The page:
Earl Brewer, Mississippi governor 1912-16 and progressive badass. #portrait

The picture was shot by Milton McFarland Painter Sr., an amateur photographer who lived in the Delta. It was likely made while Brewer was governor, but the picture carries no exact date.

As governor Brewer did a variety of early-20th century progressivey type things, such as creating a Bureau of Vital Statistics, regulating bank interest rates and strengthening child labor laws.

He appears to have been at least somewhat progressive on race, especially for someone who's daddy was a plantation overseer and a captain in the Confederate army. After his term as governor, Brewer returned to his law practice. In 1936 he argued and won a case before the U.S. Supreme Court on behalf of three black Mississippi men who had been convicted of murder solely on the basis of their confessions. The three men had confessed -- after being brutally whipped.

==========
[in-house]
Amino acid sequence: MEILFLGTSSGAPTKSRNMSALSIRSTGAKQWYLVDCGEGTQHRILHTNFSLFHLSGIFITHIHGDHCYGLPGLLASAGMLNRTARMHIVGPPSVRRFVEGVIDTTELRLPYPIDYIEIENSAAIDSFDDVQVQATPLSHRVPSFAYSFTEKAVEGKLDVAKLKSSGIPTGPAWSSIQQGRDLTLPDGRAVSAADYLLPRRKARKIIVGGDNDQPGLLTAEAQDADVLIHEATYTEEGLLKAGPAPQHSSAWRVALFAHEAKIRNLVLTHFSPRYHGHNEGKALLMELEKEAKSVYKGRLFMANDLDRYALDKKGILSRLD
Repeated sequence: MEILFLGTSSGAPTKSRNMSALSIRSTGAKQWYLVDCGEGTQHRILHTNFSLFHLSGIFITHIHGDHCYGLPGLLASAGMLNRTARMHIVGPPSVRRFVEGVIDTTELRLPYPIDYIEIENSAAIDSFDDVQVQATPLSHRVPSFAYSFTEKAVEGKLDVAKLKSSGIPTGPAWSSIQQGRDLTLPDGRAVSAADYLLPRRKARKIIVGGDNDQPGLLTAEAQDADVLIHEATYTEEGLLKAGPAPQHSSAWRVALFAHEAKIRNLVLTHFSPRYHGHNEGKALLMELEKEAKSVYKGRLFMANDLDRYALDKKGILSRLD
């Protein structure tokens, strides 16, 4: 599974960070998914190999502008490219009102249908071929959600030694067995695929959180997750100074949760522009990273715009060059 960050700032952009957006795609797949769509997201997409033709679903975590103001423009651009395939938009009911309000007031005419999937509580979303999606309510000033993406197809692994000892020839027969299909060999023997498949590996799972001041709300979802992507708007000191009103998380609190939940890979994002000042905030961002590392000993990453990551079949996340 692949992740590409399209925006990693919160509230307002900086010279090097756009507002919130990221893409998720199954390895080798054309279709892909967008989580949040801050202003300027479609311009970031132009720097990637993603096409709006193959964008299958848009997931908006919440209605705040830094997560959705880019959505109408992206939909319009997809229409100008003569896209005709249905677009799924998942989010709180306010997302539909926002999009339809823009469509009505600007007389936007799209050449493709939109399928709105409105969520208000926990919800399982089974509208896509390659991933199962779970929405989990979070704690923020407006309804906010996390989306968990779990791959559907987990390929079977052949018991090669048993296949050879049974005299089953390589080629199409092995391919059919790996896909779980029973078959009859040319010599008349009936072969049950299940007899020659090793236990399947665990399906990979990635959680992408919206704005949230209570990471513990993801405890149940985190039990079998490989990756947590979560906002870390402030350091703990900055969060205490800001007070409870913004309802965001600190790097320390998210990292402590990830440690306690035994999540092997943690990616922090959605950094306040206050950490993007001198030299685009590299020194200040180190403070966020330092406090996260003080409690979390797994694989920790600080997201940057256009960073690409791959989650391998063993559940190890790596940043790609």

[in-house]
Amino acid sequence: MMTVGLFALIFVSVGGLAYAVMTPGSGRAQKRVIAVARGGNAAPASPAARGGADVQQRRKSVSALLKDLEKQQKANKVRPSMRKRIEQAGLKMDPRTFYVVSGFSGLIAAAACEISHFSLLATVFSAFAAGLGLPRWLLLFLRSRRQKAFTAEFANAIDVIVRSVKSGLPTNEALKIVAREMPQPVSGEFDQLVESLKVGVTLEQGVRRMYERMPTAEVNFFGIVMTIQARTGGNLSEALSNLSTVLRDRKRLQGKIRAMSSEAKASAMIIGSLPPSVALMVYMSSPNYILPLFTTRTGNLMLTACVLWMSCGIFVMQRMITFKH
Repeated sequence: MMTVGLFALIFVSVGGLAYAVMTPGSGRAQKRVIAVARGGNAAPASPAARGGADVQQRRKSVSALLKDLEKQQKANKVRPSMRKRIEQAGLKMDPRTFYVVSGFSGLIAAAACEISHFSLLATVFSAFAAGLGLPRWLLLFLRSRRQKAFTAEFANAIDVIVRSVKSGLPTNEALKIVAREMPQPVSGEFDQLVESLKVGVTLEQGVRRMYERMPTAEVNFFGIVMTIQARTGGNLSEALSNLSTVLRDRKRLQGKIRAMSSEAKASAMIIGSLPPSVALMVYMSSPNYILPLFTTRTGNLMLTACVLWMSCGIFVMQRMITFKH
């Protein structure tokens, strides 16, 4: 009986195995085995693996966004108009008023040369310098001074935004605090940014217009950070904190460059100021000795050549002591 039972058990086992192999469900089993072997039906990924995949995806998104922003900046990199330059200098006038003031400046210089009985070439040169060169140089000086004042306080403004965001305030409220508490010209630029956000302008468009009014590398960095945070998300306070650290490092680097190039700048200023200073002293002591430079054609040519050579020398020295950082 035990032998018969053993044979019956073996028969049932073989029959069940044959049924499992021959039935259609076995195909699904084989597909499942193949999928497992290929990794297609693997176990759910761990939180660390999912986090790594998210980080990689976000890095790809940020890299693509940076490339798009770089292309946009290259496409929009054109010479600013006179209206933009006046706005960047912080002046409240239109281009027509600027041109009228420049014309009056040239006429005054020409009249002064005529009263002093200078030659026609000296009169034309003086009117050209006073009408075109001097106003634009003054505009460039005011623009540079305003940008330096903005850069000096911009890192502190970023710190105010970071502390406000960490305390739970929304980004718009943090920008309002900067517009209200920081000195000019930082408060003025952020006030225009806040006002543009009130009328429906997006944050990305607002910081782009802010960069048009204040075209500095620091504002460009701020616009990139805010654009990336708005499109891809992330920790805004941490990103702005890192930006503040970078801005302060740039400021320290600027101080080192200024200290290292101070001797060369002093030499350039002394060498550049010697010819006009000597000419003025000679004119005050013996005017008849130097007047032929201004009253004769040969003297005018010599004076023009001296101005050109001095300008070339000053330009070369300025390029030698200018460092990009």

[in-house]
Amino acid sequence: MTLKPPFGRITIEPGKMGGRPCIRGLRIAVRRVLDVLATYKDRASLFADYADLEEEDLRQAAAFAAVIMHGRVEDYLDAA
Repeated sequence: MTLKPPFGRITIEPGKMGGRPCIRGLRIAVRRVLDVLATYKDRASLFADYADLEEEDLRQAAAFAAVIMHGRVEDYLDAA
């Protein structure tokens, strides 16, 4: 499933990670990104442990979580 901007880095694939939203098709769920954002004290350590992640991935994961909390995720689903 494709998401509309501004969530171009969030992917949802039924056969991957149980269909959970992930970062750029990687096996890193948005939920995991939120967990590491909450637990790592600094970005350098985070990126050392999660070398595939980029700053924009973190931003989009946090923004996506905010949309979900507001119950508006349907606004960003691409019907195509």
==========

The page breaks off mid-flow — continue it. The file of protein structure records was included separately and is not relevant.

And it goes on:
The Supreme Court threw out the convictions, ruling that a confession "extracted by police violence cannot be entered as evidence and violates the Due Process Clause of the Fourteenth Amendment." (Wikipedia)

The case is seen as one of several key rulings establising the rights of the accused leading to Miranda in 1966.



As for the badass part, I mean, c'mon, just look at him.